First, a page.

Finally, Chicago-based Gatorade recently extended its flagship Thirst Quencher brand to include three new Gatorade-Lemonade combinations. Backed by a series of “lemonade stand” commercials that aired last March, the new item is available in two flavors — Traditional Lemonade and Raspberry Lemonade — plus a third flavor — Strawberry Lemonade — that’s available only at Wal-Mart. It’s offered in 32- and 64-ounce bottles and 20-ounce eight-packs.
No end in sight
Despite strong gains during the past several years, the energy drinks category shows no signs of slowing down. In fact, IRI reports dollar sales for the 52 weeks ending Oct. 2 topped $390 million. But add in sales at convenience stores, gas stations and other outlets not tracked by IRI and the category easily surpasses the half-billion dollar mark.
What’s behind the growth? “The energy drinks category has expanded to include all demographics,” explains Mark Hall of Corona, Calif.-based Monster Beverage Co., maker of Monster Energy. “It’s not just young males anymore.”
Adds Patrice Radden of Santa Monica, Calif.-based Red Bull USA, “[Energy drink] consumption is driven by situations, not socio-demographics. We target all people — truck drivers, businessmen, athletes, college students ... anyone who needs energy.”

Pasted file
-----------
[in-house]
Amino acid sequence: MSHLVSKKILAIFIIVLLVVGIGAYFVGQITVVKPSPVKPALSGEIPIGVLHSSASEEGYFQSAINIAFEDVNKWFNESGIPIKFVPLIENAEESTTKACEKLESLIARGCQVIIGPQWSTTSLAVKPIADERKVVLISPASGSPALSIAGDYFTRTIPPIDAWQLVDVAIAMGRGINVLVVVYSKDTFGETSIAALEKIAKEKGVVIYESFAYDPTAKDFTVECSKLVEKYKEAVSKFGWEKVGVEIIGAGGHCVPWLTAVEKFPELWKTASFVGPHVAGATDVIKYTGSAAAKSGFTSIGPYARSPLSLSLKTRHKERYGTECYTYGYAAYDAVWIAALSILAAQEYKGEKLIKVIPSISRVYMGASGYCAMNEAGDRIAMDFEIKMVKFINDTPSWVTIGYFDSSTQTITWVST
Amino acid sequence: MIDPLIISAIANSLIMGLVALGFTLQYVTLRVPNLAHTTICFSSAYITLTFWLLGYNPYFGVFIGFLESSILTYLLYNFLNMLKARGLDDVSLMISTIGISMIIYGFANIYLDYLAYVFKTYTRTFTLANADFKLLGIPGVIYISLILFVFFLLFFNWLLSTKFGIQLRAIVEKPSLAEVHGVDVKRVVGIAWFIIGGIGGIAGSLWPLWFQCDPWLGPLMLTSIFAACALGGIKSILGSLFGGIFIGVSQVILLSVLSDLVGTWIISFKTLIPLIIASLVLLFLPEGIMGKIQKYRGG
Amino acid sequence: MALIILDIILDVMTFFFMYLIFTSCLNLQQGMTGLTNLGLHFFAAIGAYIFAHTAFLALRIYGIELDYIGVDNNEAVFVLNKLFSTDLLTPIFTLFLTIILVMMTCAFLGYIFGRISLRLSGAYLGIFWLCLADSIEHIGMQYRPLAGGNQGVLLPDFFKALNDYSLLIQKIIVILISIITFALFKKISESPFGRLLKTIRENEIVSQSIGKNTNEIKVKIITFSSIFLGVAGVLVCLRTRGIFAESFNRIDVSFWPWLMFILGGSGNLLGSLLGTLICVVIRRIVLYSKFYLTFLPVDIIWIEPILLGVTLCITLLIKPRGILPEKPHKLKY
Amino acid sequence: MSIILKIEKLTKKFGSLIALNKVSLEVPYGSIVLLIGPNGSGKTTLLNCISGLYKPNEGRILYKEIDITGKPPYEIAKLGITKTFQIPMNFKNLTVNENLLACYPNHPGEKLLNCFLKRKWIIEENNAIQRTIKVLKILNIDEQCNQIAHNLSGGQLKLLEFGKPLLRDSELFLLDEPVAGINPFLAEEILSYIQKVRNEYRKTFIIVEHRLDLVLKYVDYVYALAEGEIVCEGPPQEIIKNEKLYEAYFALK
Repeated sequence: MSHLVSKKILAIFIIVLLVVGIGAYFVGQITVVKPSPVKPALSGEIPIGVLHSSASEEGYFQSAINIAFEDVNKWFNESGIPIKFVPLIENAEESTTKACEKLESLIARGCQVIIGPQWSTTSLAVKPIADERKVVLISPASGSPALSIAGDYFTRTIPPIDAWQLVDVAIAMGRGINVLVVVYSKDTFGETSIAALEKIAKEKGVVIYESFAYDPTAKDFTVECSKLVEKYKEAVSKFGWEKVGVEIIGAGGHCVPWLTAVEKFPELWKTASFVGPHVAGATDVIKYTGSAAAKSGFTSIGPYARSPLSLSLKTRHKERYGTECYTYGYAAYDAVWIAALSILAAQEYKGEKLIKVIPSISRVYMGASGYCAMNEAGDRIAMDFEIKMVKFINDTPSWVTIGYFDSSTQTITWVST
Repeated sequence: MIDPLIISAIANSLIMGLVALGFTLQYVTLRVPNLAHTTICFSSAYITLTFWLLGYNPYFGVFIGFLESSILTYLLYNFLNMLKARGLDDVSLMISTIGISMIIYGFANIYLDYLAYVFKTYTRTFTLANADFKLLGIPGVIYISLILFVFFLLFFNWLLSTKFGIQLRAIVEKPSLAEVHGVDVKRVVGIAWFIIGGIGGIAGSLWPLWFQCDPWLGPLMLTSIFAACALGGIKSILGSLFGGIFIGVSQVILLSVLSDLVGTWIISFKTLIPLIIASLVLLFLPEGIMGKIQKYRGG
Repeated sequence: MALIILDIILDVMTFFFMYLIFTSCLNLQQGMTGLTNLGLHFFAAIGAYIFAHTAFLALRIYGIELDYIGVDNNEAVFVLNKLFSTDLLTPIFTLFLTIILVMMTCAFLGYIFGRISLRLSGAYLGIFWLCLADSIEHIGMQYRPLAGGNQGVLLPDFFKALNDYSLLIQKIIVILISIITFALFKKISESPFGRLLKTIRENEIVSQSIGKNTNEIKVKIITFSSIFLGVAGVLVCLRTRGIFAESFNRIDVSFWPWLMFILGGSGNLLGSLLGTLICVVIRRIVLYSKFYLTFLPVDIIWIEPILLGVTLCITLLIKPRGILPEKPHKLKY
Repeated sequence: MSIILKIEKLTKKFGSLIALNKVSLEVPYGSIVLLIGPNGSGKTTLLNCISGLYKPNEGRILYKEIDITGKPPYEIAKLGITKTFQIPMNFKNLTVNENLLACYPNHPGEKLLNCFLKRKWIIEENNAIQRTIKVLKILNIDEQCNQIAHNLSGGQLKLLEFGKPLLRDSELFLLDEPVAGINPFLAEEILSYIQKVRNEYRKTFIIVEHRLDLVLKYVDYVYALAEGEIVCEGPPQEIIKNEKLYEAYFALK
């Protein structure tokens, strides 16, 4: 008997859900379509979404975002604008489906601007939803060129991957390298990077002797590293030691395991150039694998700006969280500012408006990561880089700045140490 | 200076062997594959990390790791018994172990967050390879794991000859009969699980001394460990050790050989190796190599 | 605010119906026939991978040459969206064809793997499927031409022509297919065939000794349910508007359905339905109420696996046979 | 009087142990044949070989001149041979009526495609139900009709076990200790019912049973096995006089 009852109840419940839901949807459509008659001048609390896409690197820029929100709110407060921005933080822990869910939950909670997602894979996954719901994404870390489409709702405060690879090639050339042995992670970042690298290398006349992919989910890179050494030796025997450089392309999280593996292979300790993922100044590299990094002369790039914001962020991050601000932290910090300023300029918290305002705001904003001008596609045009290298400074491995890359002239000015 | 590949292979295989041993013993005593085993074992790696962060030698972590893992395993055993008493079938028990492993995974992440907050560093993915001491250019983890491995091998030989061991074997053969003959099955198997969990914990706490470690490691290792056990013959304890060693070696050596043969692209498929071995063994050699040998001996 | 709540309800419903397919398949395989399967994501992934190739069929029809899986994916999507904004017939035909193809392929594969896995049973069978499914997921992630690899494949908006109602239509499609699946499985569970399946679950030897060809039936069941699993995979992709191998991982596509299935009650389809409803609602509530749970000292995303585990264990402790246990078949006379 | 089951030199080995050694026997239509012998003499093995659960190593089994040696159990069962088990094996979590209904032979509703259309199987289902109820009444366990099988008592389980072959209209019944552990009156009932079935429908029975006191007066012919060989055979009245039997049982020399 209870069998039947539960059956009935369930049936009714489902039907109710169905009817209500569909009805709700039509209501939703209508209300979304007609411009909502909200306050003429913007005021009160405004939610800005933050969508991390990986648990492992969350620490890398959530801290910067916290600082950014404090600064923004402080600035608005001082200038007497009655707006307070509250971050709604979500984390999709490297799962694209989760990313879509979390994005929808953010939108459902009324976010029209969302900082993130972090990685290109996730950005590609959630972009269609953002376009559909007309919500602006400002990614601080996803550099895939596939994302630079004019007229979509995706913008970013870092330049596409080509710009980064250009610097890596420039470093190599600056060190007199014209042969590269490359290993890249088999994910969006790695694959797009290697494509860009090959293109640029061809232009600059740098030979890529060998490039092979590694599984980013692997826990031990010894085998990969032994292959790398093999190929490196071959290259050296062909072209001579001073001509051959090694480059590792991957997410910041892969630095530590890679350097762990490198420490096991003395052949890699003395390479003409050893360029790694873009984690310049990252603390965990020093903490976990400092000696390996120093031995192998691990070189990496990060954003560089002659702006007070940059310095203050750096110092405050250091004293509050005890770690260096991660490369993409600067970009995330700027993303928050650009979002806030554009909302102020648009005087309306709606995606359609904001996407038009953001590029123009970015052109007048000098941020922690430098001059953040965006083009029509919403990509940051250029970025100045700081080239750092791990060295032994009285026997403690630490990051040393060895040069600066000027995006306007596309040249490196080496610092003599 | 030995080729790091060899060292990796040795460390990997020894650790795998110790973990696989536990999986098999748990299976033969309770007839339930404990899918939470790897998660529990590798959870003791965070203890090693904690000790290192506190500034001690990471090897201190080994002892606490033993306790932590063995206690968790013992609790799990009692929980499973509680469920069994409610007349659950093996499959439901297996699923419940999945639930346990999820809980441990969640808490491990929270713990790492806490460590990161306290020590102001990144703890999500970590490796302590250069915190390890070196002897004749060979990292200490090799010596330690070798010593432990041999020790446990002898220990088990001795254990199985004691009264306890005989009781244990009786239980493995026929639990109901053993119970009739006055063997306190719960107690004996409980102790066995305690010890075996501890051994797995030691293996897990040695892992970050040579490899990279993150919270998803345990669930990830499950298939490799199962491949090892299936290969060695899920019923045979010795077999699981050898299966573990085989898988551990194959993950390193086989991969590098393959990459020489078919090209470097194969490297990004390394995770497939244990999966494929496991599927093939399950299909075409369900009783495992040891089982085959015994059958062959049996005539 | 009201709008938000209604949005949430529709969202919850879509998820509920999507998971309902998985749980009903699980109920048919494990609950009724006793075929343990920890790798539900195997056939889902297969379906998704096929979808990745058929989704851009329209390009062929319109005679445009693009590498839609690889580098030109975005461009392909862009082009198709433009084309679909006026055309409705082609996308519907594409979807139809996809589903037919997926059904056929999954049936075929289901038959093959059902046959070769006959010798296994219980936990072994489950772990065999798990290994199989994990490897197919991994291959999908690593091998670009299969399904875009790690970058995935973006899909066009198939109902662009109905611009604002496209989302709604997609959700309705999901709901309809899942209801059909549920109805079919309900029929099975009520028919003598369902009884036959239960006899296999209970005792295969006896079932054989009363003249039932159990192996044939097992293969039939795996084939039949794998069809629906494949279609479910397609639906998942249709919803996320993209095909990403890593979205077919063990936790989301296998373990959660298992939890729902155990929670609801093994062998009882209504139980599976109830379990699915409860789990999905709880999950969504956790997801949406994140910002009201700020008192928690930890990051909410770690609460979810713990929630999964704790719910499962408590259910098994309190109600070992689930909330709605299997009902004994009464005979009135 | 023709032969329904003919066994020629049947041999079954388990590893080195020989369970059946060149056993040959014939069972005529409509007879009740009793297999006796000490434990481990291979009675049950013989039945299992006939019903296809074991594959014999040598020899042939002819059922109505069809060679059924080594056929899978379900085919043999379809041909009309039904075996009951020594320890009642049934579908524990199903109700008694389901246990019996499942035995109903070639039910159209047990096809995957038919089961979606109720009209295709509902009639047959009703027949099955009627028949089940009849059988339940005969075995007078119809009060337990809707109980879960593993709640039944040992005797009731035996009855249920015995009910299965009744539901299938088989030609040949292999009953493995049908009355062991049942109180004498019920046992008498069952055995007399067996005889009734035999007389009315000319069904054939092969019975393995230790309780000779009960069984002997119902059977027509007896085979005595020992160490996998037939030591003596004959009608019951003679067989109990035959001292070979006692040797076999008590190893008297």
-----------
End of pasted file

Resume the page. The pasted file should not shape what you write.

|Top sports drinks by brand|
|Brand||Dollar Sales||% Change Vs. Prior Year||Market Share||% Change Vs. Prior Year|
|Gatorade X Factor||$90,248,670||70.9%||6.9%||2.0%|
|Gatorade All Stars||$85,469,920||35.5%||6.5%||0.7%|
|Gatorade Endurance Formula||$10,737,600||NA||0.8%||0.8%|
|Source: Information Resources Inc. total food, drug and mass merchandise for the 52 weeks ending Oct. 2, 2005|
While category leader Red Bull, whose 54.4 percent share dwarfs the rest of the field, appears to possess the kind of broad appeal to which Radden refers, other players are chasing niche markets. For example, category newcomer Uno Mas, which hit the shelves in June, specifically targets Hispanics, already one of the largest consumers of energy drinks. According to David Kreitzer, chief executive officer of the Howard Beach, N.Y.-based company, the 16-ounce product comes in four soda-type flavors, including Orange, Grape, Lemon-Lime and Cola. “The biggest complaint about energy drinks is that they don’t taste good,” he explains. “So we tried to get closer to a soda flavor with this product.” While Uno Mas contains the same energy-boosting ingredients as N.Y. Minute, a more mainstream energy drink offered by its sister company, it is sweetened with regular fructose rather than crystalline fructose to achieve the sweeter flavors often preferred by Hispanics, Kreitzer says.